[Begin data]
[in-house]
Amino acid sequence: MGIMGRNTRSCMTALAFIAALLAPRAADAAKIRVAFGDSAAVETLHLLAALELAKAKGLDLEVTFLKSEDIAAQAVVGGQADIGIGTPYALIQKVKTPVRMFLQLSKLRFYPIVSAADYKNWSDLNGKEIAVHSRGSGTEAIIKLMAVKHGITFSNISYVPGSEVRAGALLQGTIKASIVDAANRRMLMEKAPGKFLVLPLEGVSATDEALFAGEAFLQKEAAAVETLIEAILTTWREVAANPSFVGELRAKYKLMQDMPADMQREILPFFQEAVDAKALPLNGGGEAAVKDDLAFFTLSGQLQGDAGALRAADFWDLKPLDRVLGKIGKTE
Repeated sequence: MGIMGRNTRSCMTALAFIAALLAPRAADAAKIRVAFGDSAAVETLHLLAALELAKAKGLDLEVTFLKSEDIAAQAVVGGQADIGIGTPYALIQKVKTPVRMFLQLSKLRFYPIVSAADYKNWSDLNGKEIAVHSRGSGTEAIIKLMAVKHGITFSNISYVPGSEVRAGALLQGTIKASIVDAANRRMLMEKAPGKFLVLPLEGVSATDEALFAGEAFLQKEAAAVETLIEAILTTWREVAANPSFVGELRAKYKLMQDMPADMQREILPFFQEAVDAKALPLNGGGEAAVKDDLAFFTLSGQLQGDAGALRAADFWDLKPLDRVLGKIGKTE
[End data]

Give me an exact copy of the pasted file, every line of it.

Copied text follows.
[in-house]
Amino acid sequence: MGIMGRNTRSCMTALAFIAALLAPRAADAAKIRVAFGDSAAVETLHLLAALELAKAKGLDLEVTFLKSEDIAAQAVVGGQADIGIGTPYALIQKVKTPVRMFLQLSKLRFYPIVSAADYKNWSDLNGKEIAVHSRGSGTEAIIKLMAVKHGITFSNISYVPGSEVRAGALLQGTIKASIVDAANRRMLMEKAPGKFLVLPLEGVSATDEALFAGEAFLQKEAAAVETLIEAILTTWREVAANPSFVGELRAKYKLMQDMPADMQREILPFFQEAVDAKALPLNGGGEAAVKDDLAFFTLSGQLQGDAGALRAADFWDLKPLDRVLGKIGKTE
Repeated sequence: MGIMGRNTRSCMTALAFIAALLAPRAADAAKIRVAFGDSAAVETLHLLAALELAKAKGLDLEVTFLKSEDIAAQAVVGGQADIGIGTPYALIQKVKTPVRMFLQLSKLRFYPIVSAADYKNWSDLNGKEIAVHSRGSGTEAIIKLMAVKHGITFSNISYVPGSEVRAGALLQGTIKASIVDAANRRMLMEKAPGKFLVLPLEGVSATDEALFAGEAFLQKEAAAVETLIEAILTTWREVAANPSFVGELRAKYKLMQDMPADMQREILPFFQEAVDAKALPLNGGGEAAVKDDLAFFTLSGQLQGDAGALRAADFWDLKPLDRVLGKIGKTE